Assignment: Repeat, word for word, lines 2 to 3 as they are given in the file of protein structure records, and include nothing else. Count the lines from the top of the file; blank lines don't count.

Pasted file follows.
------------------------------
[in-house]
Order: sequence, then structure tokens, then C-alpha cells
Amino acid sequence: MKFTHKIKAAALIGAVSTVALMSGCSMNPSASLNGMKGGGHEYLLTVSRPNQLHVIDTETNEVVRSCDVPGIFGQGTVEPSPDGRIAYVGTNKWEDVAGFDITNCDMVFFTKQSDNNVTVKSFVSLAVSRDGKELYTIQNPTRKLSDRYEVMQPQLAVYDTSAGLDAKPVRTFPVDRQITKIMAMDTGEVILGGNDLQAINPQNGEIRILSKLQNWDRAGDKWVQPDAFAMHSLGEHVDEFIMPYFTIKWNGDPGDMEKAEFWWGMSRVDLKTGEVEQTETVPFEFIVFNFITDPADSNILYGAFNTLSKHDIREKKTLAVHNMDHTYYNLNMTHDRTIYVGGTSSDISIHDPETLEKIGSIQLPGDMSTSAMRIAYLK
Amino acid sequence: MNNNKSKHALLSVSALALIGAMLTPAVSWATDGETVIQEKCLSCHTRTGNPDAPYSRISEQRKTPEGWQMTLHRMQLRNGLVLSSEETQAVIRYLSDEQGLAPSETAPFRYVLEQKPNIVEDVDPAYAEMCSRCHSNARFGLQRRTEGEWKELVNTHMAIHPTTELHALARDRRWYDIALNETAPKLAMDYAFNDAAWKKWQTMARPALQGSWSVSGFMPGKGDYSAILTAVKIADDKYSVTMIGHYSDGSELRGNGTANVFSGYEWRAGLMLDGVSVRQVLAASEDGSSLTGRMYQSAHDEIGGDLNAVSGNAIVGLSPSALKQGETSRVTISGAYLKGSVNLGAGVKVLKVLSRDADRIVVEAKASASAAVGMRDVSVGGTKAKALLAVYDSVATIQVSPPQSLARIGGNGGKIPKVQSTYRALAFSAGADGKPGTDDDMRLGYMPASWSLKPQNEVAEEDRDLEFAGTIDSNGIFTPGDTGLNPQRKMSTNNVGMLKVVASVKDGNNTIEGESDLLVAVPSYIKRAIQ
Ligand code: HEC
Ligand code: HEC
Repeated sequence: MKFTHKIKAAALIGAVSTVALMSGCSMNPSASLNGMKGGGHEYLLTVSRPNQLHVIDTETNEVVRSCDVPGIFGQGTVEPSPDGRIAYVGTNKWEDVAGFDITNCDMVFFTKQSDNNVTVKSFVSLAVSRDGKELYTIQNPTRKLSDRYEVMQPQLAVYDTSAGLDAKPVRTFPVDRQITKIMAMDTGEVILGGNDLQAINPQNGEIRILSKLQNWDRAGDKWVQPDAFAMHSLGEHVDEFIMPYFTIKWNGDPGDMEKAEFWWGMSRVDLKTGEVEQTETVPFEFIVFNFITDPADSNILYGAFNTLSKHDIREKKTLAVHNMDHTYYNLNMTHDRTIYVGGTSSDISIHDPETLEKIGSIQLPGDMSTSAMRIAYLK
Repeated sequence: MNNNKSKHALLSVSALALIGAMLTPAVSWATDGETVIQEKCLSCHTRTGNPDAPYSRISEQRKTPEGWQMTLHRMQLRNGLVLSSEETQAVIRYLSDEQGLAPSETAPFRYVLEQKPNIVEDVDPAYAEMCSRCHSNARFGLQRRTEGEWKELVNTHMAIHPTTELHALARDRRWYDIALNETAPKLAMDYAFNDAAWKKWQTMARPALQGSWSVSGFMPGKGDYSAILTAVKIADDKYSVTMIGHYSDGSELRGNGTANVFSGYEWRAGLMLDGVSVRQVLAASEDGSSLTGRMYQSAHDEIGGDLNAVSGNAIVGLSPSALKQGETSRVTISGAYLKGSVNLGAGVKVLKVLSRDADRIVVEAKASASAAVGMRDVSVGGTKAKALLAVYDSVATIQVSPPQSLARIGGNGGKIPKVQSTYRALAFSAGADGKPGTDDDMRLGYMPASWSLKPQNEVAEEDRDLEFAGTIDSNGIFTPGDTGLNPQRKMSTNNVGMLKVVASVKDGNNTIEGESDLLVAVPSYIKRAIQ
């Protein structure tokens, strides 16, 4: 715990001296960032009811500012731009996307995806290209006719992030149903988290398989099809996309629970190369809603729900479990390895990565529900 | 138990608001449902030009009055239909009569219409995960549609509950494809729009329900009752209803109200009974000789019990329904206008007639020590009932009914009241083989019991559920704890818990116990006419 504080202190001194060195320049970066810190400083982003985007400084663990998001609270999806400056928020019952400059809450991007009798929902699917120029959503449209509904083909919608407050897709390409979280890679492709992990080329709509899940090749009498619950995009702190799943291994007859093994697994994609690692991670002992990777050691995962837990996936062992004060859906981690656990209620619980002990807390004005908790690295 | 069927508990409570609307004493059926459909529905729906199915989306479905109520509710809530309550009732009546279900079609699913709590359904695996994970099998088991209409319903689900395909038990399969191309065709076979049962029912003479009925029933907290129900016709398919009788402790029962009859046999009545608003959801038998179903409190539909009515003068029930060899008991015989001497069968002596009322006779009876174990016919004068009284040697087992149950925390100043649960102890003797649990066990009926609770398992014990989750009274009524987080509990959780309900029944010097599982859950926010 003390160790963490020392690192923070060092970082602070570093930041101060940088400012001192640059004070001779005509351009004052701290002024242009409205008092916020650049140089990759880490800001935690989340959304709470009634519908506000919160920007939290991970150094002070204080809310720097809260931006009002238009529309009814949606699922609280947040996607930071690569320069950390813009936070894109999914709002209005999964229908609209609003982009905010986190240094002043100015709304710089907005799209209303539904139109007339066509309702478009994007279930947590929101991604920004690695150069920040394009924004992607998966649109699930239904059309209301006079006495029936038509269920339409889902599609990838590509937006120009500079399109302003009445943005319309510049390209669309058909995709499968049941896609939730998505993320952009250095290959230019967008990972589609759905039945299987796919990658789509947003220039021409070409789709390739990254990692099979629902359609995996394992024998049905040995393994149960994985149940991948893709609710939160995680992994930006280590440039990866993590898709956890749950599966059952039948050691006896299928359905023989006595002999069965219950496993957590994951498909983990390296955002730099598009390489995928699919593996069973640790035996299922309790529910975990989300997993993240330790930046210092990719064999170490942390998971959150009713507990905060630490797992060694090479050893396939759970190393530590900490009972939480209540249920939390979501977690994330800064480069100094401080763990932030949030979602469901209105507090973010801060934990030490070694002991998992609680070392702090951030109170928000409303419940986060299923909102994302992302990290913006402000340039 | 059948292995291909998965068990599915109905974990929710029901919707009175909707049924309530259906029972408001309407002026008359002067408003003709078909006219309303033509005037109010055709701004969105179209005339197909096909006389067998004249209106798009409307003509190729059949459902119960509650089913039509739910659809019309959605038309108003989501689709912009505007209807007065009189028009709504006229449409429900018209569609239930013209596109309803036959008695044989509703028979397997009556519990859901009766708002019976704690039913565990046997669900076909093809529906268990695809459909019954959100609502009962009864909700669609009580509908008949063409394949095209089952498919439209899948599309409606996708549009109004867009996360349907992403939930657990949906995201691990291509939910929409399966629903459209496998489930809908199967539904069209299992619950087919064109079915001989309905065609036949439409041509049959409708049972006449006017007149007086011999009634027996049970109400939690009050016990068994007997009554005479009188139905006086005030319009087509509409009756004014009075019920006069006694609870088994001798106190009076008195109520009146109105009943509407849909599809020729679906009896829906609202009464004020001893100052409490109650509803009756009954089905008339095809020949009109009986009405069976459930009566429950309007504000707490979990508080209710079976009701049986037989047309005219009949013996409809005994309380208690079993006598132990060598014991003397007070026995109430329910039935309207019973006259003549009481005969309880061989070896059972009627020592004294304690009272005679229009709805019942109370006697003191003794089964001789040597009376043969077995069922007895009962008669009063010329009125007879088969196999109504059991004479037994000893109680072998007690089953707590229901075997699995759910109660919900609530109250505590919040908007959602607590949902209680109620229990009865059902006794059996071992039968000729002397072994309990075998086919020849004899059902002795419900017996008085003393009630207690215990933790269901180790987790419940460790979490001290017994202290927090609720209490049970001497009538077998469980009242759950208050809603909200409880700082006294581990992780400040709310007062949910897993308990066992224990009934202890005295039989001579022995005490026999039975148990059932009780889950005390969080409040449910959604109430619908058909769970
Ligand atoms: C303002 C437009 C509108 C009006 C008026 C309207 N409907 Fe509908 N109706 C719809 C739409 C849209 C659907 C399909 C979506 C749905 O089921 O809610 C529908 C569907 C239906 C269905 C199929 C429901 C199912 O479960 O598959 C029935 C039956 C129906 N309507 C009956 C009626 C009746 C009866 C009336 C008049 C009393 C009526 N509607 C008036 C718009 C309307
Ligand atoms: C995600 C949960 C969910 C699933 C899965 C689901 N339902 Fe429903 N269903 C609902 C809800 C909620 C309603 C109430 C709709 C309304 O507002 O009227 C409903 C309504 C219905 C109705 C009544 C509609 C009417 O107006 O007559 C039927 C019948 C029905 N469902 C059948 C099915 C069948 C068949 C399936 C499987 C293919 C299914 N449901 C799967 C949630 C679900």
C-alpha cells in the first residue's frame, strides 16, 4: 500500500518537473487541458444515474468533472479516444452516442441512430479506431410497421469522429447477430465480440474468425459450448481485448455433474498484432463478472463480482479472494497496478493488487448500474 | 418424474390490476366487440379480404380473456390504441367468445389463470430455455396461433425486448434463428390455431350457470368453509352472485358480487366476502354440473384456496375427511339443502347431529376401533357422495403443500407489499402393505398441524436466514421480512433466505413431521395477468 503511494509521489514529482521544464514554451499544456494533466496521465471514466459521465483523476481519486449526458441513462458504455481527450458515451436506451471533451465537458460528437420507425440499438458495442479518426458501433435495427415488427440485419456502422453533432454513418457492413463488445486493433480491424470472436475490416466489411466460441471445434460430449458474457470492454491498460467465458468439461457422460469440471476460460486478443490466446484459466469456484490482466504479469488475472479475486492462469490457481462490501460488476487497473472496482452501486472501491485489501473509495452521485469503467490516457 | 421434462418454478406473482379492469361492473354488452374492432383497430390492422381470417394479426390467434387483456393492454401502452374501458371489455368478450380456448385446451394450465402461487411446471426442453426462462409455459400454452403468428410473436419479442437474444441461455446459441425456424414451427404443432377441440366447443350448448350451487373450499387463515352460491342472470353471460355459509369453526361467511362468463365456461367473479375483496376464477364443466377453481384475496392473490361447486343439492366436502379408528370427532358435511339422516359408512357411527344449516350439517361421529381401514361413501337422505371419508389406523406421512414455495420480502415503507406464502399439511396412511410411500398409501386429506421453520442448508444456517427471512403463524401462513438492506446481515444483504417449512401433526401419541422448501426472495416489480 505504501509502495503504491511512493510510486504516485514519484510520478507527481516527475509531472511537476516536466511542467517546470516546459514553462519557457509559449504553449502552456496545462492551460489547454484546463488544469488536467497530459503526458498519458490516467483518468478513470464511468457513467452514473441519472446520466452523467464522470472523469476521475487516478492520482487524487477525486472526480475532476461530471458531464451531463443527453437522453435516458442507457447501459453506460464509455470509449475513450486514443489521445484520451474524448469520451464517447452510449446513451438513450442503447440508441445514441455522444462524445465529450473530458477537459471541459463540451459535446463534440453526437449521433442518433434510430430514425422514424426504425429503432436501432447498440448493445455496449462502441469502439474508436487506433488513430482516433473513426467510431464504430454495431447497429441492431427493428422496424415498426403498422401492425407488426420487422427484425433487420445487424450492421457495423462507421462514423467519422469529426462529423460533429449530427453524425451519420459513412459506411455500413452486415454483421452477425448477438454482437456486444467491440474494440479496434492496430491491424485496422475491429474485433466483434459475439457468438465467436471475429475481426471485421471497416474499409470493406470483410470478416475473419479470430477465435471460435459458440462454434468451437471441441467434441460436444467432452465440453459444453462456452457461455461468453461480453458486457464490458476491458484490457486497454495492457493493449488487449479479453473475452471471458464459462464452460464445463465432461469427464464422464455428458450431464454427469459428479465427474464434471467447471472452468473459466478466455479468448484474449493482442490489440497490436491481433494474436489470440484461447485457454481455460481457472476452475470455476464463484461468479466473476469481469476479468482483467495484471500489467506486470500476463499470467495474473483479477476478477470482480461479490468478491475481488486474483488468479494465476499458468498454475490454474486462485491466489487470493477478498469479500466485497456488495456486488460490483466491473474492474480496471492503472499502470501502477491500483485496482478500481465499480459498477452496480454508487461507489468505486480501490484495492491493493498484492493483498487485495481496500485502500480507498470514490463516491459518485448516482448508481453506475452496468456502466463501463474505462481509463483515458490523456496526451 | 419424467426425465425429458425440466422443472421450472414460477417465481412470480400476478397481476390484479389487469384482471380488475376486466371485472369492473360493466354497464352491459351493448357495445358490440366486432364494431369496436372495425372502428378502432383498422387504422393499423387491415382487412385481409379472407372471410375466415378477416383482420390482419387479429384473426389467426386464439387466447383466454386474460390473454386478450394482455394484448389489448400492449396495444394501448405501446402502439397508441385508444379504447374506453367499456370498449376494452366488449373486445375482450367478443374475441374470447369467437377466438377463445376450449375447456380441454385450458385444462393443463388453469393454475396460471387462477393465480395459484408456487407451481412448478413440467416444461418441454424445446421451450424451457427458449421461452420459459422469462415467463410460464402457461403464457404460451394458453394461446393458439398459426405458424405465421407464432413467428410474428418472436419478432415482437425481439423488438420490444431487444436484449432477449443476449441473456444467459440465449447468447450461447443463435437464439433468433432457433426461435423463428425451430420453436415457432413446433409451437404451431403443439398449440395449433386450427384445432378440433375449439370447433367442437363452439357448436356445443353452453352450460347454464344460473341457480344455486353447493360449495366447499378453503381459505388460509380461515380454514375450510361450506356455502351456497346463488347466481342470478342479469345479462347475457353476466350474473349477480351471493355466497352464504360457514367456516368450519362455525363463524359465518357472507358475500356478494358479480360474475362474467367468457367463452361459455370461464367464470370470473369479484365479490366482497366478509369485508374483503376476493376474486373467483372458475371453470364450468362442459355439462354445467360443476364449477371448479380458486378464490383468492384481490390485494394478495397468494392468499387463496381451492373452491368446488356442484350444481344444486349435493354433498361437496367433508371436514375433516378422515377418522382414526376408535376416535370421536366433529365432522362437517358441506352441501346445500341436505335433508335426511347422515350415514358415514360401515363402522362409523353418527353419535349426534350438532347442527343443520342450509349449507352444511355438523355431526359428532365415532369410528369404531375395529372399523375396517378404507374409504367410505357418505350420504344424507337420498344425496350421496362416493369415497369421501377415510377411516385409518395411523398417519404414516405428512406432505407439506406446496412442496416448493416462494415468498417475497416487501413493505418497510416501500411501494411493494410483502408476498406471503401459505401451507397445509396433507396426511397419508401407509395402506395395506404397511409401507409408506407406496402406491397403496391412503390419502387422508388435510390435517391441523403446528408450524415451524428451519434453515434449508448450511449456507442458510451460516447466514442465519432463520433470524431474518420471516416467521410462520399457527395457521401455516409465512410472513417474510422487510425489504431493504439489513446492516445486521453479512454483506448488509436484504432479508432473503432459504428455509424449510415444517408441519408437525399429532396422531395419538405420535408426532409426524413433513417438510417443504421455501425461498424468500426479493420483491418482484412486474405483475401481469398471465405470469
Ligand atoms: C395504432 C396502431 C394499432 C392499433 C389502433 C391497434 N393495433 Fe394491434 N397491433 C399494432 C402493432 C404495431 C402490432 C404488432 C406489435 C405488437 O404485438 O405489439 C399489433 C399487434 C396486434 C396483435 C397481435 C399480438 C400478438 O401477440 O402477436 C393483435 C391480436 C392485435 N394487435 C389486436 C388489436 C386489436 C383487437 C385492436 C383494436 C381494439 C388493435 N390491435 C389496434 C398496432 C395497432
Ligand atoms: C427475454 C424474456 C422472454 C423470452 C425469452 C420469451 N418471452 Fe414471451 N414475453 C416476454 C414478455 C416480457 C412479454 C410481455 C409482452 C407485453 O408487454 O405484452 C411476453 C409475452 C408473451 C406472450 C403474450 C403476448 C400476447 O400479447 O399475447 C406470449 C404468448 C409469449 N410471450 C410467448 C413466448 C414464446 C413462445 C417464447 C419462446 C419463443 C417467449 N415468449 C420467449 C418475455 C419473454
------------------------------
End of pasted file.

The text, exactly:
Order: sequence, then structure tokens, then C-alpha cells
Amino acid sequence: MKFTHKIKAAALIGAVSTVALMSGCSMNPSASLNGMKGGGHEYLLTVSRPNQLHVIDTETNEVVRSCDVPGIFGQGTVEPSPDGRIAYVGTNKWEDVAGFDITNCDMVFFTKQSDNNVTVKSFVSLAVSRDGKELYTIQNPTRKLSDRYEVMQPQLAVYDTSAGLDAKPVRTFPVDRQITKIMAMDTGEVILGGNDLQAINPQNGEIRILSKLQNWDRAGDKWVQPDAFAMHSLGEHVDEFIMPYFTIKWNGDPGDMEKAEFWWGMSRVDLKTGEVEQTETVPFEFIVFNFITDPADSNILYGAFNTLSKHDIREKKTLAVHNMDHTYYNLNMTHDRTIYVGGTSSDISIHDPETLEKIGSIQLPGDMSTSAMRIAYLK